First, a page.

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HEALTH BENEFITS OF COFFEE

Despite 20 years of reassuring research, many people still avoid caffeinated coffee because they worry about its health effects. However, current research reveals that in moderation—a few cups a day—coffee is a safe beverage that may even offer some health benefits. The September issue [2006] of Harvard Women's Health Watch weighs the pros and cons of this popular beverage and eases the concerns of moderate coffee drinkers. 

The latest research has not only confirmed that moderate coffee consumption doesn't cause harm, it's also uncovered possible benefits. Coffee may reduce the risk of developing gallstones, discourage the development of colon cancer, improve cognitive function, reduce the risk of liver damage in people at high risk for liver disease, and reduce the risk of Parkinson's disease. Coffee has also been shown to improve endurance performance in long-duration physical activities.

Source: Harvard Health Publications, Harvard Medical School, 2006.

BREWING THE PERFECT CUP OF COFFEE

Here are some hints to help you get the most out of                     every cup of gourmet (Kona) coffee.


Lightly roasted coffees (roughly the color of cinnamon) tend to have intense aromas, with crisp lively acidity as the dominant flavor note and a relatively light body. 

Medium roasted beans (roughly light brown in color) typically full in body while still maintaining most of their acidity. This type of roast is also known as American or Traditional roast. 

Dark roasts (dark brown in color with slight traces of oil on the surface) replace acidity with a slight roasty bitterness that creates more pungent flavor. Dark roasts are also known as Vienna or Full City roasts. 

Very dark roast (dark brown to black in color with oily bean surfaces) have a pronounced carbony bitterness as their primary flavor with a noticeable decrease in body. This type of roast makes the beans appear shiny – the result of oils that rise to the surface of the beans during the roasting process.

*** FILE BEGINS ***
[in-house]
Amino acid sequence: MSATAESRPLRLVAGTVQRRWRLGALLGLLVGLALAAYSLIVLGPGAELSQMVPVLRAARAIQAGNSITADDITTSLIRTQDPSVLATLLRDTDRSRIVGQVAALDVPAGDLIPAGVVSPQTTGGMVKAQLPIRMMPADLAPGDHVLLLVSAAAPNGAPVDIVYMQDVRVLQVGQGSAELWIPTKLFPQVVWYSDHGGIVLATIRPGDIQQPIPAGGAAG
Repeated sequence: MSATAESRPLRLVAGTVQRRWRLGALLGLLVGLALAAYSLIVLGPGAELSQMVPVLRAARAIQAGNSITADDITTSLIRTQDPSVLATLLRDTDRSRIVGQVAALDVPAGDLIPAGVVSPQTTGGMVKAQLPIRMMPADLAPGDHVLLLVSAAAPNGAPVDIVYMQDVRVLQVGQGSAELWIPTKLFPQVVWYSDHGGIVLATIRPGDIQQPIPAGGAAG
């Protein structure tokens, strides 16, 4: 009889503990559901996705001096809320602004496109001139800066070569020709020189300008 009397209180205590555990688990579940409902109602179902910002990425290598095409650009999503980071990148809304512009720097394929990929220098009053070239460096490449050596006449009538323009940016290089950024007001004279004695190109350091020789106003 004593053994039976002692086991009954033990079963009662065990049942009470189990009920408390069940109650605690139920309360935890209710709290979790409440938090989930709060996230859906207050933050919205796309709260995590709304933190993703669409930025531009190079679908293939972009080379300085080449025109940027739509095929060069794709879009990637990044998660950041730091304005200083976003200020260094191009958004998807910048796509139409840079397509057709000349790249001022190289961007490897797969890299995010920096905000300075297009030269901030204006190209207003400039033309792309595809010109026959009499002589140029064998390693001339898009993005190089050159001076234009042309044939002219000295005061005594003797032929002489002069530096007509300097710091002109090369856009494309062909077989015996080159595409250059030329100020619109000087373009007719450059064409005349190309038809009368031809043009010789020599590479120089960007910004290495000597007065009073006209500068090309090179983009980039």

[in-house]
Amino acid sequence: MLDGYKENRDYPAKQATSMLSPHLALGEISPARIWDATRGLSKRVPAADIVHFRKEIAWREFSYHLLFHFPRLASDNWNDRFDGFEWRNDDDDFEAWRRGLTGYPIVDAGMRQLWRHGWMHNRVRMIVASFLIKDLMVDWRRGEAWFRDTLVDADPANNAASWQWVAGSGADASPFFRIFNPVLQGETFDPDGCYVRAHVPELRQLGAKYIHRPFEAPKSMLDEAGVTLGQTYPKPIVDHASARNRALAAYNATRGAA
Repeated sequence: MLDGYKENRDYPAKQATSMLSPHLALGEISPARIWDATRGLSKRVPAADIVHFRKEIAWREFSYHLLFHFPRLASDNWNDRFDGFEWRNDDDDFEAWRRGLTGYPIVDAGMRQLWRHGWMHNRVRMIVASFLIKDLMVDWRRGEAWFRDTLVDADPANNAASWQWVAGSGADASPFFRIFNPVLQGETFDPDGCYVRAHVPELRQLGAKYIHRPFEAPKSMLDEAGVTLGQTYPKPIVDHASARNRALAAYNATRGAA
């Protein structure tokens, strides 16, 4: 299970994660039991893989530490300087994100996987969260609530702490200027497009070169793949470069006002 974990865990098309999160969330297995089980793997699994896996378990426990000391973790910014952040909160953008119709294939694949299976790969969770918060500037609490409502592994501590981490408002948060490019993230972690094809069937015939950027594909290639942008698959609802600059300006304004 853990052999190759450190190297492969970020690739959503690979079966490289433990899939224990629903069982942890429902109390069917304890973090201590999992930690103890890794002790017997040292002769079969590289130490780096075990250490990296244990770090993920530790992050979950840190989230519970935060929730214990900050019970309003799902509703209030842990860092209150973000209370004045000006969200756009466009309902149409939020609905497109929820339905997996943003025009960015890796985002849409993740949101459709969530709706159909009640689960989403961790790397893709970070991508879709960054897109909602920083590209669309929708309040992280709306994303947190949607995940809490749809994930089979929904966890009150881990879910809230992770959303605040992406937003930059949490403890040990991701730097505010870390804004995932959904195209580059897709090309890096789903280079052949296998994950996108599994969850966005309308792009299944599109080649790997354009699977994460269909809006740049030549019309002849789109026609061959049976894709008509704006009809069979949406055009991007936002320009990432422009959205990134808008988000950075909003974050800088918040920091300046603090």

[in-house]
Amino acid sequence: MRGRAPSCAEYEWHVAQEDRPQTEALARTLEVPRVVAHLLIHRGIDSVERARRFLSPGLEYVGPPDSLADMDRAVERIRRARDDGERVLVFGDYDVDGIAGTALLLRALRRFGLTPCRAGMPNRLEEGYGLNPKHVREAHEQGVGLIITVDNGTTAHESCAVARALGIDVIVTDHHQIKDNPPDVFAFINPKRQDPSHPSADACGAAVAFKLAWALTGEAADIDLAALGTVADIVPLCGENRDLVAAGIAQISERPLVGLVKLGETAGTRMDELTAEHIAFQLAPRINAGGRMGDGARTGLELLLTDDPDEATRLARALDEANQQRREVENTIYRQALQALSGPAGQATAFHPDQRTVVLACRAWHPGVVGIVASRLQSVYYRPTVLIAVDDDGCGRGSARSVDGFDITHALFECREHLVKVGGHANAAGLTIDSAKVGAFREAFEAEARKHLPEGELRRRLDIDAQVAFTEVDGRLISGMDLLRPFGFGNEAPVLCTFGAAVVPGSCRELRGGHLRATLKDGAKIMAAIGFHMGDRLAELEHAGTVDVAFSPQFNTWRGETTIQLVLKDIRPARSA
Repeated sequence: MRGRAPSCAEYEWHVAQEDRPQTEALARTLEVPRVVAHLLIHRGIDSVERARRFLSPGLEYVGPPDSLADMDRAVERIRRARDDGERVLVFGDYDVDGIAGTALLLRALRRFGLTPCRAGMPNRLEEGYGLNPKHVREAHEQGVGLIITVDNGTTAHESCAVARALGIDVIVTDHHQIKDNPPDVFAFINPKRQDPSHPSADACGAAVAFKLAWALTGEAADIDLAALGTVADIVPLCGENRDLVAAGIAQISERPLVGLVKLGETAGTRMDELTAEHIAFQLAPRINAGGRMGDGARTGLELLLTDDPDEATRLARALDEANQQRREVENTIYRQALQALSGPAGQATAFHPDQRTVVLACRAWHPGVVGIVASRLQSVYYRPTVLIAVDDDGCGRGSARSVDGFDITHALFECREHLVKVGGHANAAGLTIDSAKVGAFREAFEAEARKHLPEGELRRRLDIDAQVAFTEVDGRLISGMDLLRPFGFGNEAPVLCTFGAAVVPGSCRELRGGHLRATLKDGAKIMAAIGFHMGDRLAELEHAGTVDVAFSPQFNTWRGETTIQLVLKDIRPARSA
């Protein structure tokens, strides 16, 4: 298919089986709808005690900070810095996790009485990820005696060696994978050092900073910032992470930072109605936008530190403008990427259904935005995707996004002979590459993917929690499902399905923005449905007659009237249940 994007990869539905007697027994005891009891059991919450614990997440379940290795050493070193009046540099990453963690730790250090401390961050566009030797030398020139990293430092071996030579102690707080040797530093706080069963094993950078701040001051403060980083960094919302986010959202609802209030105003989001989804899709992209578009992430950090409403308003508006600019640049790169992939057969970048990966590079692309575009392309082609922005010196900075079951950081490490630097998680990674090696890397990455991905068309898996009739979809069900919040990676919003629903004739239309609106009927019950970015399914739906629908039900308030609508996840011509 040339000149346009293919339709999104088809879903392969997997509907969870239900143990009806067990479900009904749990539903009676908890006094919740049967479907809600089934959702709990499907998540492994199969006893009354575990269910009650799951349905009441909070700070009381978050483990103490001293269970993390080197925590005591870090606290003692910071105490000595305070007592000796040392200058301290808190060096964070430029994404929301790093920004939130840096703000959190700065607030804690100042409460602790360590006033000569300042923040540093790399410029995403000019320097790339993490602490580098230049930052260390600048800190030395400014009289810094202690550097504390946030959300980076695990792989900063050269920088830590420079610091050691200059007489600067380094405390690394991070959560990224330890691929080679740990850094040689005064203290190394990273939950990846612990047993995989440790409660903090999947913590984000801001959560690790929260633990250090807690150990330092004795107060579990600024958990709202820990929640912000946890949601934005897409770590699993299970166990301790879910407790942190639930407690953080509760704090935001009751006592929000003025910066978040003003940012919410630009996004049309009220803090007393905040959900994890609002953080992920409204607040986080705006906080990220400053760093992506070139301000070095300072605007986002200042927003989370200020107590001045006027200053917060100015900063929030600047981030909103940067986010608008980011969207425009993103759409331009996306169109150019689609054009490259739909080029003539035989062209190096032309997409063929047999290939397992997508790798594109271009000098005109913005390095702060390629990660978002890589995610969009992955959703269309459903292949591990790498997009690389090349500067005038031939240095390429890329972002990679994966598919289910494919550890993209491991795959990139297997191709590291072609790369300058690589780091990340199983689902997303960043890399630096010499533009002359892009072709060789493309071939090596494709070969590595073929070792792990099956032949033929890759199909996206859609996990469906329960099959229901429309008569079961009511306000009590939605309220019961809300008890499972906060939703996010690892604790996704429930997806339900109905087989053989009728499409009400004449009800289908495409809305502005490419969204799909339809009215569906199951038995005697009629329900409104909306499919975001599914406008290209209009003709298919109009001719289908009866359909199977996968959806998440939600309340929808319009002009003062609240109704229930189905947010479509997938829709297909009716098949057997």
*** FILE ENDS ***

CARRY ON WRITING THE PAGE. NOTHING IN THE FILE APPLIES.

DID YOU KNOW?

There are 2 primary species of coffee, Arabica (from Arabia, the ancient name for Yemen), and Robusta. Arabica beans are delicate and flavorful and sell at higher prices because of their quality and limited availability. Robusta beans are often used in the processing of soluble (instant) coffees and popular commercial blends. Makalei Estate Coffee beans are Arabica beans carefully handpicked, estate grown (not mixed with other farms’ coffee beans), sundried and roasted to perfection grown within the Kona Cofee Belt in the Big Island of Hawaii.

The Coffee “bean” is actually the seed of the coffee cherry. Two beans grow face to face within each cherry, and there are about approximately 3,000 handpicked beans in a single pound of specialty coffee.

Did you know that it takes 7-9 lbs of coffee cherry to produce 1 lb of roasted coffee? Each coffee tree produces only about 1 ½ lbs or roasted coffee per season.

Coffee is a big business. It is second only to toll as a commodity on world markets.

 CHOOSING COFFEE ROASTS

There are four broad categories of coffee roast:                        light, medium, dark and very dark. 
Roast color terminology is not standardized within the US coffee industry. Thus, make sure that you ask for an explanation of the terminology used by your coffee merchant. Makalei Estate Coffee offers Medium, Dark  and Medium Dark roasts. Please visit our products page for more info.
Store fresh unused coffee in an air-tight container in a cool dry place; whole bean coffee stays fresh longer than ground coffee. For prolonged freshness, ground coffee may be kept in a refrigerator for 7-10 days maximum. Freezing coffee is best if you must keep it for an extended time before using. It is best to allow the beans to thaw to room temperature before grinding. However, to maximize flavor, grind coffee as close as possible to the time of brewing.

Always use the correct grind for particular brewing method you have chosen. Often, your coffee is bitter and overly strong, the grind is too fine or you have used too much coffee. If the brew lacks flavor or strength, it is likely that the grind is too coarse, or you have used too little coffee. 

Always use freshly drawn cold water. Hot water has a tendency to be flat and stale. Never use softened water – it produces a bad-tasting brew.

Never guess amounts. The recommended proportion of coffee and water is 2 tablespoons per 1 cup cold water for regular strength coffee – preferably measuring both. You may adjust the proportion to suit your taste and gauge your coffee strength preferences. 

Make sure the coffee brewer and server are clean and thoroughly rinsed. Coffee quickly picks up flavors during the brewing process. 

For best results, always brew to the full capacity of your coffee maker.

To prevent bitterness, remove the grounds from the brew as soon as the brewing cycle is completed. For the same reason, never re-use grounds.

Serve coffee immediately after brewing. With the drip methods, stir the brew before serving. 

Never reheat cooled coffee or allow it to sit on a heat source – the coffee will lose its flavor quickly if the brew begins to boil.

An air pot, such as a thermos or any other kind of vacuum container with a glass or stainless steel coating inside, will keep freshly brewed coffee warm for a long time. Storing coffee this way also keeps the coffee from breaking down and losing its flavor. 

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